5 Worst Bank Teller Mistakes of All Time
To err is human and no one is safe from making the occasional mistake or two, including bank employees. When you're handling large amounts of money and dealing with dozens of customers each day, it's inevitable that you're going to make an error at some point.
While most bank teller mistakes can be easily corrected, others are not so simple to sort out and they can cause major problems for the unlucky customer whose account is affected. When deposits get mixed up or a bill payment isn't applied correctly, fixing the mess can be a real headache. In some cases, mistakes can go the other way and cause problems for the bank instead. MyBankTracker rounded up some of the most colossal slip-ups that likely made the teller in question wish they'd called in sick.
1. Napping on the job
A good night's sleep is vital if you want to feel well-rested and alert when you head off to work and that's a lesson that a German bank employee learned the hard way. In June 2013, the unnamed employee inadvertently transferred 222 million euros, which is roughly $293 million USD, into the account of an unsuspecting retiree, rather than the 62.40 euros that was originally requested. The reason? He'd fallen asleep at his keyboard, which caused his finger to enter 222,222,222.22 by mistake.
The bank caught on to the goof almost immediately and corrected it, but not before the man and his supervisor were both terminated. The supervisor was later able to get her position reinstated by a German court, but the teller, unfortunately, had no such luck. It just goes to show that if you don't adhere to the maxim, "Early to bed, early to rise," you could be making someone else wealthy by accident.
2. Overextending overdraft
Overdraft protection is designed to keep you from having to pay a ton of bank fees if you spend more money than you have in your account. It's not supposed to make you a millionaire, but that's exactly what happened to New Zealand resident Leo Gao in April 2009. Gao had gone his local Westpac branch to request a $100,000 overdraft limit for his service station business but the teller handling the transaction increased it to $10 million instead by accidentally tacking on a few extra zeros.
Gao withdrew close to $7 million of his newfound wealth before fleeing the country with his girlfriend. It took nearly a month for the bank to catch the error and Gao was able to elude authorities for almost two years before he was finally arrested. He was released from prison in 2013 after serving 16 months of a four-year sentence. Police and bank officials are still trying to track down $3.8 million of the money Gao made off with.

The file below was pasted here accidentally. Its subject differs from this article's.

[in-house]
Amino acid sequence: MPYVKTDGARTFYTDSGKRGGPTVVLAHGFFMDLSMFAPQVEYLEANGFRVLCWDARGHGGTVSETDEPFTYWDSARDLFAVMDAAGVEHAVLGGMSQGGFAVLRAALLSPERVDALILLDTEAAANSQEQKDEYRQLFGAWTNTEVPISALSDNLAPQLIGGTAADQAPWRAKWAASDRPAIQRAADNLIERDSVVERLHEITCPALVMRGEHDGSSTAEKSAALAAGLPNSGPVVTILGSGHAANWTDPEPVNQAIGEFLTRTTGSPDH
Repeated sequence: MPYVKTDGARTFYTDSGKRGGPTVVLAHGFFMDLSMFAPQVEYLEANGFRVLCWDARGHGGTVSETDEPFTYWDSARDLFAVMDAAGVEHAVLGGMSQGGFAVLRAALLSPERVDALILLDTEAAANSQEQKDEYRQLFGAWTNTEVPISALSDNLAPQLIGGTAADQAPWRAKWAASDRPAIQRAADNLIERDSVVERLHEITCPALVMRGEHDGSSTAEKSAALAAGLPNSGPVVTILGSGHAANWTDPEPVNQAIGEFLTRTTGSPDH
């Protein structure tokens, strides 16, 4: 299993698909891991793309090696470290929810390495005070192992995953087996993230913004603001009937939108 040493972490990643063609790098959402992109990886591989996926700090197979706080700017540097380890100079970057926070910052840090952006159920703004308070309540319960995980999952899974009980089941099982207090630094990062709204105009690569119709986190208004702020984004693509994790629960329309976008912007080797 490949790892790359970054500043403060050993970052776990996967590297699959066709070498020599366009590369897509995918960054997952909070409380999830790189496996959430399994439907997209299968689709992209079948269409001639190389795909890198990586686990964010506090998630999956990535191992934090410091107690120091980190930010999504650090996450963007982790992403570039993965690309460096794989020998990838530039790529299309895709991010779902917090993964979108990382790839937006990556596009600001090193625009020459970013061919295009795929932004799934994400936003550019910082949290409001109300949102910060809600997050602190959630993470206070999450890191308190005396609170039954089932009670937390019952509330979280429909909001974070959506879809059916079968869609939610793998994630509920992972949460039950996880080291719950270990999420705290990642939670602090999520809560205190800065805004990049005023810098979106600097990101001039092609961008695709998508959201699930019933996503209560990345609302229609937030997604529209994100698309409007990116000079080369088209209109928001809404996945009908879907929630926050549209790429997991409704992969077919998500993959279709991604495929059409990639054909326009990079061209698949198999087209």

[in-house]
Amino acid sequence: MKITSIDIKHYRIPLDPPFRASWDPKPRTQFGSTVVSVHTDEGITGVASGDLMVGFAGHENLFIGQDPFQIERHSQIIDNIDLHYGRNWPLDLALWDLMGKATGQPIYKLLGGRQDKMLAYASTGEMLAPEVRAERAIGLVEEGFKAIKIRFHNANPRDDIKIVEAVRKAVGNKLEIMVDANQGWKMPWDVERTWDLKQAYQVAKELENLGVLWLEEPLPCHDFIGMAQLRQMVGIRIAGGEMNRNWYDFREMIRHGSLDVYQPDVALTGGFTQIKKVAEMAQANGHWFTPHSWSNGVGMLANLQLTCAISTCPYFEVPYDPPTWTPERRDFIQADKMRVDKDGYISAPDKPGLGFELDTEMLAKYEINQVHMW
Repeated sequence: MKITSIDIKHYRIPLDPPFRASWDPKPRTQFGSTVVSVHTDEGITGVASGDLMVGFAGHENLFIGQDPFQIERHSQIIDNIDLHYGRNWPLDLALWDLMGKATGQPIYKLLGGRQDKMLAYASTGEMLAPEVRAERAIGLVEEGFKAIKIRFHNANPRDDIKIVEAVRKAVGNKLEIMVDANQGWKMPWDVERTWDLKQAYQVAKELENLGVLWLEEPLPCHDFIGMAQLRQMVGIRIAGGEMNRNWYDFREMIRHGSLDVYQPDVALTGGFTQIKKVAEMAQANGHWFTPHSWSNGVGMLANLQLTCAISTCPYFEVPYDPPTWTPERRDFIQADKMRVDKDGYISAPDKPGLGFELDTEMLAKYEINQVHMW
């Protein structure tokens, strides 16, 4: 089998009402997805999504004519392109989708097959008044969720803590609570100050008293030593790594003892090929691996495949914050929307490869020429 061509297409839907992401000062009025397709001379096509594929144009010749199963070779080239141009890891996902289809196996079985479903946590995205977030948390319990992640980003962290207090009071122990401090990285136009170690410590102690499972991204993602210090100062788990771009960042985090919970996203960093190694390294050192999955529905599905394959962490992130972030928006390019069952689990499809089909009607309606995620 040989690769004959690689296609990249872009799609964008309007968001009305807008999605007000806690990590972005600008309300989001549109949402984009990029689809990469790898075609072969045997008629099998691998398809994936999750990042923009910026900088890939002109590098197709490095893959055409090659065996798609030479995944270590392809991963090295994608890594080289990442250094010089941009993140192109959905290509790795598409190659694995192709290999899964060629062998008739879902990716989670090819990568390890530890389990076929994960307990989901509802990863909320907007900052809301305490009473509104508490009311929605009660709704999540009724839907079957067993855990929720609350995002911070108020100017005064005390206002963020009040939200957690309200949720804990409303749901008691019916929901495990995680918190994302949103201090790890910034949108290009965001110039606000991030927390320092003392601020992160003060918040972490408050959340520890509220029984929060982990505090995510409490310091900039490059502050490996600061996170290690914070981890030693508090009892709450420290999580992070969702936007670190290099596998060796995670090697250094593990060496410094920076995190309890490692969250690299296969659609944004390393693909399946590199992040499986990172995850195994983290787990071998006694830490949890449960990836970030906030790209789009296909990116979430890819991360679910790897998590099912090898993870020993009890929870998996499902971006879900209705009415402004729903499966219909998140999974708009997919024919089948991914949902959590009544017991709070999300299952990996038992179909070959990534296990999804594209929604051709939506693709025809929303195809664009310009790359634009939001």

3. Missing the details
A 48-year-old Brooklyn man got the surprise of his life in 2008 when he checked his bank account balance one day to find it had grown to more than $5 million. When he questioned the bank, they assured him that the money was his so he used it to finance a $2 million spending spree that included buying jewelry and electronics and sinking huge sums into bad investments. The only problem was, the cash was never his to begin with.
A teller at the bank apparently confused the man, whose name is Benjamin A. Lovell, with Benjamin S. Lovell, a Philadelphia businessman whose name was added to his company's corporate account. The teller's error cost the company a big chunk of its holdings, since police were only able to recover about $500,000 of the money that was withdrawn. Lovell was eventually sentenced to probation, despite his claims that he'd tried to give the money back.
4. Forgetting to check for typos
If you spend a significant amount of time each day staring at a computer screen, it's easy to get careless and make a typo here and there. When a teller at a Pennsylvania Wells Fargo branch mistakenly entered the wrong account number for a transfer, it made Joseph Bucci $70,000 richer. Instead of reporting the mix-up, he treated himself to a new car, a dog and a trip to Orlando before the bank was alerted to the mistake. After turning himself in to police, Bucci eventually entered into an agreement to repay the money to avoid a 14-year jail sentence.
5. Losing the name game
When you make a deposit, it's up to the bank teller to make sure that the name and account number on your deposit slip matches up so your money doesn't end up in the wrong spot. A customer at a Georgia bank assumed that was the case when he visited his local branch to deposit $31,000, only to find out that his hard-earned dollars never made it to his account.
The teller who took the deposit mistakenly put it into the account of an 18-year-old by the name of Steven Fields. By the time the real Steven Fields alerted the bank to the error, the teen had already withdrawn $20,000 from his account and spent another $5,000 using his debit card. The bank asked him nicely to return the money before pressing charges, but it's not clear whether he's actually coughed up any of the cash.